Rule 3.14 Members of the offensive team shall carry all gloves and other equipment off the field and to the dugout while their team is at bat. No equipment shall be left lying on the field, either in fair or foul territory.

Maybe this is just the neat freak in me, but next time you are at a game, check out the on-deck circle.  Donuts and pine tar rags everywhere, even when the team is on defense.

Rule 4.05(b) Base coaches shall be limited to two in number and shall (1) be in team uniform, and (2) remain within the coach’s box at all times.

Rule 4.05 Comment: It has been common practice for many years for some coaches to put one foot outside the coach’s box or stand astride or otherwise be slightly outside the coaching box lines. Until a batted ball passes a coach, a coach is not permitted to position himself closer to home plate than the coach’s box nor closer to fair territory than the coach’s box. Otherwise, a coach shall not be considered out of the box unless the opposing manager complains, in which case the umpire shall strictly enforce the rule and require all coaches (on both teams) to remain in the coach’s box at all times. It is also common practice for a coach who has a play at his base to leave the coach’s box to signal the player to slide, advance or return to a base. This may be allowed if the coach does not interfere with the play in any manner.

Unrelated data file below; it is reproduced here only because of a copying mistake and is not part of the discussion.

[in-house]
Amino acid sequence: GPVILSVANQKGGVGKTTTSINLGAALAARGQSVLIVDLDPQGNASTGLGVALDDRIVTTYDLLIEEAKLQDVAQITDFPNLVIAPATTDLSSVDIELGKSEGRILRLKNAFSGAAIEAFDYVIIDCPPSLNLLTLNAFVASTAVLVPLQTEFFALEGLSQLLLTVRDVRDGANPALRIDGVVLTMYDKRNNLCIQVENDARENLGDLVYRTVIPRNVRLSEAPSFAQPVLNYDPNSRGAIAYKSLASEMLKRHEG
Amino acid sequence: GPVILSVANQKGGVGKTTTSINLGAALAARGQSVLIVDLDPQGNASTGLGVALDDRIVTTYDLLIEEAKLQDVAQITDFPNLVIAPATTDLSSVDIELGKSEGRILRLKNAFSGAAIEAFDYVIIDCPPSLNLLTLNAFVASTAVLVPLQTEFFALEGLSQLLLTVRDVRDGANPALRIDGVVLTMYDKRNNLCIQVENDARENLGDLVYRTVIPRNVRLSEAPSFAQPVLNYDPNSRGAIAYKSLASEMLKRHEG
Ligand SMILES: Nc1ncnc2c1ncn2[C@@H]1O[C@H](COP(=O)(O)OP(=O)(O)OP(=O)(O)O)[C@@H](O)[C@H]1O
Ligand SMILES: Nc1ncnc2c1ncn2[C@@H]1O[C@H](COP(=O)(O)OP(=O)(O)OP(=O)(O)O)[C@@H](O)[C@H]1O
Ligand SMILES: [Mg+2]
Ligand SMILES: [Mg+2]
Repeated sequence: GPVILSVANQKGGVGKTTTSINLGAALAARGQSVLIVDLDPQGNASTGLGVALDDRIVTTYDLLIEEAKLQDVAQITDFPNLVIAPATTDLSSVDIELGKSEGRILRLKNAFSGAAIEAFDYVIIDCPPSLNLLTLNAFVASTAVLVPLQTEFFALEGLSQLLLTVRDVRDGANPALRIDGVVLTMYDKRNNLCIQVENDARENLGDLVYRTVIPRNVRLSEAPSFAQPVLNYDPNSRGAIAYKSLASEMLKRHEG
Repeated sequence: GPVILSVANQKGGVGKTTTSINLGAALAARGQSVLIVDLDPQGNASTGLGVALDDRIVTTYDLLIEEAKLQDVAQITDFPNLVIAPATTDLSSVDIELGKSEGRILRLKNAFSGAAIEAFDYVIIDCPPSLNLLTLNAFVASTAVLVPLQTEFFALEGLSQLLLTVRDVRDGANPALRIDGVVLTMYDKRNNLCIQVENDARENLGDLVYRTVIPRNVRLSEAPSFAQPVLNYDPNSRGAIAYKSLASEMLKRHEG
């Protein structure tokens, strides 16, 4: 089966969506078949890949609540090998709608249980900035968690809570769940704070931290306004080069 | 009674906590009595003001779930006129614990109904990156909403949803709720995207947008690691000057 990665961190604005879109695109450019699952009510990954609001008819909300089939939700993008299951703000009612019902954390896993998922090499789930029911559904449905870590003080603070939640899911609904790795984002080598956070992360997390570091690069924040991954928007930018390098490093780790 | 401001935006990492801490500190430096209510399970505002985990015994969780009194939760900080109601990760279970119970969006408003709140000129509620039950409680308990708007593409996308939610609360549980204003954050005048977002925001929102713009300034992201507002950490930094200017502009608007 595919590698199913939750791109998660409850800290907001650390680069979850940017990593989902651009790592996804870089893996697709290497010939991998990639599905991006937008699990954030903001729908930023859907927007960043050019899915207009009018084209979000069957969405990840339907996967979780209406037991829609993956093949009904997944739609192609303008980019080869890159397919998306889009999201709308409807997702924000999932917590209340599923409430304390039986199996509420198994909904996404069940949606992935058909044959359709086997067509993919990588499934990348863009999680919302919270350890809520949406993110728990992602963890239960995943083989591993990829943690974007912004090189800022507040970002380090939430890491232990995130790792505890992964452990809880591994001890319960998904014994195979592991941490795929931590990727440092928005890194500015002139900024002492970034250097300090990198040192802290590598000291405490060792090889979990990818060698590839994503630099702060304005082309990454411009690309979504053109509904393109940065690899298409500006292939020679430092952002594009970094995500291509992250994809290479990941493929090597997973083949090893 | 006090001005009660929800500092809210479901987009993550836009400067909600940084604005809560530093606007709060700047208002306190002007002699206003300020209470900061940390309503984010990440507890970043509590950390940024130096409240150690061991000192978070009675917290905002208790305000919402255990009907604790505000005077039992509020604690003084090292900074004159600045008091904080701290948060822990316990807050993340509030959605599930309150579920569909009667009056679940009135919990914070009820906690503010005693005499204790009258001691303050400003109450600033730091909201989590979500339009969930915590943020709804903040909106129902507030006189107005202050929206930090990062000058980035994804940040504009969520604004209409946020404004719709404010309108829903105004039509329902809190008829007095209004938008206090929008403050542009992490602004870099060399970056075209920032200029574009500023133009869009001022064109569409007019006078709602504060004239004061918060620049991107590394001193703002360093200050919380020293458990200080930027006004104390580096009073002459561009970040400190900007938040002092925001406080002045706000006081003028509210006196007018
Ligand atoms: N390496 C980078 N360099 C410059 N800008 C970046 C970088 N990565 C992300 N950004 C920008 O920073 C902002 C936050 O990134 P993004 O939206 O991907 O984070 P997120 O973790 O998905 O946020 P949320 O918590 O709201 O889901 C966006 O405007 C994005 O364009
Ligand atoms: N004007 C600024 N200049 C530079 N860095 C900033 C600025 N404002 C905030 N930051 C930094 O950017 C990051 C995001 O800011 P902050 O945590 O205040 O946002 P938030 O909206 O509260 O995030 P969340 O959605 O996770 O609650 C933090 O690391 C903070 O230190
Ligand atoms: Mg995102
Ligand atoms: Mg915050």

Even though the league has obviously added clarifications to this rule to try and loosen it up a bit, base coaches pretty much stand wherever they feel like.  The place they probably spend the least amount of time is in the actual coaches’ box.  There is probably no harm in not really enforcing this rule since the base coaches seldom ever allow themselves to be in a position where they might interfere with the play. 

Rule 6.02(b) Comment: The batter leaves the batter’s box at the risk of having a strike delivered and called, unless he requests the umpire to call “Time.” The batter is not at liberty to step in and out of the batter’s box at will.

Now we get to the rules that actually would have an impact if they were enforced.  Everyone constantly complains about the length of baseball games.  One major step forward would be preventing the Nomar Garciaparras of the world from leisurely strolling in and out of the batters’ box, adjusting their equipment, re-fastening their batting gloves, scratching their nuts and so on.  There is no logical reason for umpires to continue ignoring this rule, yet they do.

battersboxRule 6.03 The batter’s legal position shall be with both feet within the batter’s box.
APPROVED RULING: The lines defining the box are within the batter’s box.